By Greta Wickham
The garden has been a great Covid19 distraction to my husband and me during Covid 19. This time last year we were preparing our garden to be one of eight gardens taking part in the Open Gardens Weekend organized by the garden club, to raise much-needed funds for various charities chosen by the eight garden owners.
The Open Garden weekend has been cancelled for 2020, so this year we have taken the opportunity to drastically reduce the two very large hedges of sasanqua camellia and marraya, something we would not have contemplated if we were to open our garden this year. We have been waiting for the end of winter, not just for the warmer weather, but so we can get stuck into the height of our hedges.
There is not a single best time for pruning. Late winter is an ideal time for pruning many trees and shrubs because they are dormant and it is easier to see what needs to be pruned. Late-winter pruning promotes fast regrowth in spring. Some trees, such as maples, birches, and magnolias bleed sap heavily if pruned in late winter. This causes little harm but can be avoided by pruning these trees after they are fully leafed out in late spring or early summer. Summer is the best time to remove dead branches when they stand out.
Prune spring-flowering trees and shrubs right after they finish flowering in spring. Trees and shrubs that bloom during summer and into autumn are best pruned in later winter or early spring as soon as their annual growth begins. Refrain from autumn pruning because it stimulates new growth that could be killed by winter cold. Prune anytime suckers, water sprouts, branches that are dead, diseased or damaged. Prune most deciduous fruit trees, roses, grape vines and ornamentals in winter.
After pruning, you may apply a fertilizer to encourage vigorous new growth. Your plants will likely be blooming when you cut them back and will certainly not look their best immediately after the procedure. In many instances though, it is well worth the down time.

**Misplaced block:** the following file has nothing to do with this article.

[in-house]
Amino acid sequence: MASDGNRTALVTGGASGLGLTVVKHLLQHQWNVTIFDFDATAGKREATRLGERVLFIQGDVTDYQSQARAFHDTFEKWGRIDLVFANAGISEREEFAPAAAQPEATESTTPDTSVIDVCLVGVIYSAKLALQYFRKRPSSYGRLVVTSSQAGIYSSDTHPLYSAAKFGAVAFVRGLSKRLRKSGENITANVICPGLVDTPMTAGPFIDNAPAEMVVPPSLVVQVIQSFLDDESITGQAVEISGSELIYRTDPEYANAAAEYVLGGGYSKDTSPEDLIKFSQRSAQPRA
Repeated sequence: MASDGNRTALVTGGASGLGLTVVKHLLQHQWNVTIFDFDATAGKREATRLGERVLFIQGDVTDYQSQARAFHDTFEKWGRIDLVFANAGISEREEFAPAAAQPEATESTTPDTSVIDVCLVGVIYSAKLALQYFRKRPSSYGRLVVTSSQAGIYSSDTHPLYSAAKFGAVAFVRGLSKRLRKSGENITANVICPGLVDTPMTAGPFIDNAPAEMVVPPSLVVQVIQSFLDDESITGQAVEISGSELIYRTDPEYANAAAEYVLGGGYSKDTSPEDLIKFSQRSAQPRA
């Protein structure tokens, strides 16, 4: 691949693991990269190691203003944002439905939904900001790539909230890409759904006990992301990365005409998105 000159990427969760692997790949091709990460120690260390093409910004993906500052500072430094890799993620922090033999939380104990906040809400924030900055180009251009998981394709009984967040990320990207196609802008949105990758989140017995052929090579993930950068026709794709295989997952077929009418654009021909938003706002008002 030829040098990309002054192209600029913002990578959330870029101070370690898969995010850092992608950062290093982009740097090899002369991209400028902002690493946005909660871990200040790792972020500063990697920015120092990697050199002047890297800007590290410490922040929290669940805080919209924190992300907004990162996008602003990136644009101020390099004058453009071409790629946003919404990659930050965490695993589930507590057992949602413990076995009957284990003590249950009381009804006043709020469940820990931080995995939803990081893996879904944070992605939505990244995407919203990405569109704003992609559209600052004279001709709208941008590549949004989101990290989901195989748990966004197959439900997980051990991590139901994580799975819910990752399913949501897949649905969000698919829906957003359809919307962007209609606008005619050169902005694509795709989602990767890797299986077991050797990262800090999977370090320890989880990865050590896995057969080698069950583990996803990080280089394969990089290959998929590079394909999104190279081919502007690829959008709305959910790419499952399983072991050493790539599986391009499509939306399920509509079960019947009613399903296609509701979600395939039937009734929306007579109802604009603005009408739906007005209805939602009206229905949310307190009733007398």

In the marraya hedge, we have experienced two or three plants defoliating. To combat this we treated the foliage with a spray of Yates anti rot. It is a systemic fungicide – absorbed by the foliage and travels down to the roots this boosts the plant’s defence mechanisms to help prevent disease. The hedging has been completed and we are looking forward to the new growth.
Our attention is now drawn to the lawn. This is the critical time of year to give your lawn a balanced slow release feed. Fertilising now provides the nutrients to reinvigorate the lawn so it can power into summer. If you only fertilise once a year, do it in Spring if you fertilise twice a year, do it in Spring and Autumn It can be a tricky time of year for watering. The soil has not warmed and nights may still be cool, so a deep watering may last for longer than expected. Burrow you finger down into the lawn. If it is damp, do not water. Make the most of any rain or water you do apply by using a soil wetter; it will improve water penetration significantly. The weeds are coming to life too. Fertilising the lawn to thicken it up will help keep weeds at bay. Very sparse areas are the most likely to become infested with weeds. Use a weed killer suitable for your lawn type.
As our normal monthly meeting have been postponed, the club members have organized two garden ramble with Covid Safeguarding to catch-up with each other. Club meetings are held on the 2nd Wednesday of the month, in the Galston Community Hall, 37 Arcadia Rd, Galston at 7.00pm, new members are warmly welcomed. If you would like further information please email [email protected] or visit our website www.galstongardenclub.com.au